Affordable Care Act
Updated June 26, 2019
A deductible is a specific dollar amount your health insurance plan may require you to pay out of pocket toward covered medical care each year, before your health plan begins to pay for covered medical expenses.
Your annual deductible can vary significantly from one health insurance plan to another. Plans with higher metal levels (such as “gold” or “platinum” plans) tend to have lower annual deductible but higher monthly premiums. Plans assigned lower metal levels (like “bronze” plans) tend to have lower monthly premiums but higher annual deductibles.
The 2019 average deductibles for individual have dropped from 2018:
Many plans will pay for certain service – like a check-up, physical, or a disease management program – before you have met your yearly deductible.
All marketplace plans will pay the full cost of certain preventative benefits, as mandated by the Affordable Care Act.
Also, keep in mind that family plans typically have an individual deductible, which apply to each person, and a family deductible, which applies to the whole family.
Be aware that copayments typically do not count towards your deductible, however they do typically count toward your out-of-pocket expenses.
Once you’ve reached your out-of-pocket maximum, your insurance will pick up the entire bill for any other covered care you receive in that year.
Yes, it is possible to get a health insurance plan with no deductible!
Some plans (typically HMOs) do not have a deductible at all. These plans are referred to as zero-deductible plans. Zero-deductible plans typically come with higher premiums while high-deductible plans typically come with lower premiums.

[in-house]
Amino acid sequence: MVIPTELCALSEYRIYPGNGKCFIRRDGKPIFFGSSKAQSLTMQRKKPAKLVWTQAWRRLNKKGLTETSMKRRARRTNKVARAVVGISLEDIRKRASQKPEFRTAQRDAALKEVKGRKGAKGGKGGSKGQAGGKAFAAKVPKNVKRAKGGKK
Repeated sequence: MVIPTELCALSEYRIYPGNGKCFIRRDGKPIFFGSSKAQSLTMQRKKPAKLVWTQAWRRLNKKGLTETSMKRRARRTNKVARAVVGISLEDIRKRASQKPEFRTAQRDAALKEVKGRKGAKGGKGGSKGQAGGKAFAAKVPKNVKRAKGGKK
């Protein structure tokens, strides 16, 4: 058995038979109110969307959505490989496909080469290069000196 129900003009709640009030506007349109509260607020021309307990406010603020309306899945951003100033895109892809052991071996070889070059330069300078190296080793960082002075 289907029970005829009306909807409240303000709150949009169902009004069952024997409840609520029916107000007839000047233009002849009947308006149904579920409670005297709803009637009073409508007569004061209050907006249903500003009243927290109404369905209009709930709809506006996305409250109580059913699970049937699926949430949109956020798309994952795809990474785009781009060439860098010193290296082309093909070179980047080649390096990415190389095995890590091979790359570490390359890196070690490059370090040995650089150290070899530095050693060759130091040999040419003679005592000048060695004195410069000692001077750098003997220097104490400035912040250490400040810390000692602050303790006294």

If you frequently visit doctors or take multiple medications, a zero-deductible plan may suit your budget and coverage needs
You can start shopping on eHealth and get free quotes for health insurance, including HMO plans.
Plans with a high-deductible and low-premiums may appeal to individuals who are generally healthy, do not anticipate getting hurt, and do not visit the doctor often. While low-premiums may seem appealing to many health insurance shoppers, it is important to consider the amount of health care services you may need in the upcoming year both for yourself or any dependents you may have.If you do opt for a high-deductible plan you may be eligible for a Health Savings Account (HSA). An HSA allows both you and your employers to deposit a limited amount of pre-tax dollars into this account for medical expenses.
This means that once you have paid your deductible for the year, the insurance company will kick in and pay 100% of the rest of your covered medical costs for the year. In this case, you will not have a copay or have to pay a coinsurance.
In most health insurance plans, the health insurance carrier (also called provider or company) usually only pays 100% of covered medical costs once you’ve reached your out-of-pocket maximum. This threshold is a similar idea to your deductible, except usually higher — meaning you have to spend more money on covered medical costs before reaching it.